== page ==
It is only natural that the happy inventors of new noises and new ways of making them are not satisfied with their shares as authors and performers. They have turned publishers as well, and so corner all the available revenue; and this has caused much resentment among legitimate publishers. But how legitimate is the publishing of pop-songs? There is little if anything to preserve for posterity. The performer reigns supreme, and next to him comes the record-manufacturer. And he, too, tries his hand at publishing, not being satisfied with the profits from the sale of his records but wanting the publisher's share of mechanical royalties as well. The game is well worth the candle. A number-one hit may earn a hundred thousand dollars in a few weeks, which for a piece of music of two and a half minutes' duration is no mean commercial feat But, again, this does not happen every day. The number of the lucky ones is small, the failures are legion and if anyone, writer or publisher, believes that Tin Pan Alley is paved with gold he will soon be disappointed.

The serious music-lover is easily inclined to frown upon the disproportionate profitability of musicals and pop-songs and to say that fortunes are made without any visible effort by exploiting the unstable nervous condition of the young. To send millions of teenagers into a frenzy is not an art in any sense. But this popular music does not pretend to belong in the category of 'art'. It is a tonic mixed from mysterious ingredients that causes the excesses which only music can cause, excesses which provide an outlet for the aimless rebellion of a dissatisfied young generation without bringing it into physical conflict with the law and the police. For such useless but profitable purposes a lot of money is spent, but no more than it is worth to the consumers. There is a market level in operation which does not differ essentially from the trade in other and often similarly doubtful goods.

The howling musical entertainment of today has necessarily displaced the more dignified light music of our parents and grandparents. Only the best works maintain a somewhat uneasy existence, though more of this unfashionable music can be heard on the Continent than in faster-moving England and America. But sometimes the new ways of utilizing music open up unexpected commercial channels, even for this type.

The publishing company which I served used to publish great quantities of band music. In the good old days when soldiers marched on foot and fleets consisted of battleships and cruisers, each with large guns and large bands, there was an almost insatiable demand for marches, and one of these was 'Colonel Bogey'. The composer was musical director of the Royal Marines and one of the most successful of all composers of marches. 'Colonel Bogey', written and published in 1916, quickly became the military march of the British, Canadians and Australians and has remained so to the extent that modern armies and fleets have any use for marches; it provided the composer and his successors with a modest but reliable yearly income.

One day, fifty years after the march was first played, a miracle happened: a film company made the epic The Bridge on the River Kwai, about British soldiers in Japanese captivity, and in it used this very march, which has nothing of the hollow pomp of military ceremonies but, with its unusual rhythm and melodic lift, is a perfect expression of simple optimism. In the film a group of British prisoners-of-war whistle it when they go to work on the bridge, knowing that some of them will never return. The film became a world success and the march a hit. It was 'discovered' where before it had been unknown-in Europe, in North and South America, and even in Japan. Millions of records were made and sold, and a French wine-merchant played it in his vans around France to advertise his 'vins de postillon'. The financial result for the composer's family was a sum larger than all the money the march had earned in the preceding fifty years.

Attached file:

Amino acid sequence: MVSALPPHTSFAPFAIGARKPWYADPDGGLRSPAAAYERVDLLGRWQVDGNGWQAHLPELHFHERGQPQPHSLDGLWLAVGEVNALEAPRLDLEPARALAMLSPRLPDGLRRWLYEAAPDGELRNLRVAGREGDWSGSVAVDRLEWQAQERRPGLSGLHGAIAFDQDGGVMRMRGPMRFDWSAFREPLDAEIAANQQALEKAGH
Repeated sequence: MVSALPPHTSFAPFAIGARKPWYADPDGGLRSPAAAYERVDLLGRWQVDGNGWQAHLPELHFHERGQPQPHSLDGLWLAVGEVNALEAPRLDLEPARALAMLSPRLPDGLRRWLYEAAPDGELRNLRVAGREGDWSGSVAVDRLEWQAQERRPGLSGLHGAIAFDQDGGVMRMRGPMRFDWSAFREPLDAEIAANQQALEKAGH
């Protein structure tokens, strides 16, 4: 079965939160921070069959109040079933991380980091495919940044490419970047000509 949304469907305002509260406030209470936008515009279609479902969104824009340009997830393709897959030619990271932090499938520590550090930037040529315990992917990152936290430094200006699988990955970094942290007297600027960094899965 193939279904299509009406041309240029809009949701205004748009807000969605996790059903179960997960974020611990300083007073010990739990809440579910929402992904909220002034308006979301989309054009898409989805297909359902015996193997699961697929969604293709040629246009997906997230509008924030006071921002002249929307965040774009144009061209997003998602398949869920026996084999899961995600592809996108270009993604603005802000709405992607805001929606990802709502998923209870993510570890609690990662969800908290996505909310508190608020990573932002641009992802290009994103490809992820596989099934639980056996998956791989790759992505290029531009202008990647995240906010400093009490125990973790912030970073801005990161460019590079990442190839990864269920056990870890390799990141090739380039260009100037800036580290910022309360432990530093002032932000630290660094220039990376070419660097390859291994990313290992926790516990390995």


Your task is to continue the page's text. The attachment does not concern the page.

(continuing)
The success of another march, which did not have quite such a brilliant history, was even more remarkable as it had been forgotten soon after its publication in 1921 and taken out of the catalogue. After the Second World War a BBC producer happened to find a copy and discovered something special in the march which had until then escaped everyone. He made it the signature tune of a programme series, and for more than ten years sixteen bars were played from a tape five times a week, thus providing the family of the long-departed composer with a very comfortable living.

So even in old-fashioned entertainment music there are some hidden gold-mines waiting for the lucky prospector.

Economically, the great gains of popular music complete the picture of a happy state of affairs. Some eyebrows may be raised when one reads that some clever young men in their early twenties are making the kind of fortunes which could not be made by any serious work of any nature and could not be amassed even after long years of hard study. It may be bad for morale and health. But nobody really feels robbed and the economy is nicely balanced.

Serious music, on the other hand, squeezes itself rather painfully into the market. It is not designed as entertainment for the paying public. It educates, stimulates, appeals to idealism and the higher flights of imagination, to the mysterious inner self; all nebulous, intangible values which cannot easily be translated into cash-values, it may be argued, which the creative mind owes to mankind. Education, after all, is or should be free, the doors of museums and galleries open to all, and every distinction between rich and poor banned from the world of the spirit. In such an atmosphere serious music becomes an intractable piece of merchandise. The more widely production and consumption of serious music spread, the deeper seems to become the resentment that serious music, too, costs and needs money. It is the old idea of the incompatibility of music and money, which plainly does not arise in respect of popular music. Fame is always legitimate, but money contaminates art, and the brutal requirements of modern life cannot coexist in peace with loftier human purposes. Therefore, neither the promoters of serious music nor its public adopt what would otherwise seem quite a natural attitude: those who cannot afford a first-class ticket travel second dass, and those who cannot afford a RollsRoyce drive a mini-car without accusing the railways or the carmanufacturers of discrimination against them. But when it comes to serious music, they both claim a Rolls-Royce as of right. It must not be withheld because of money.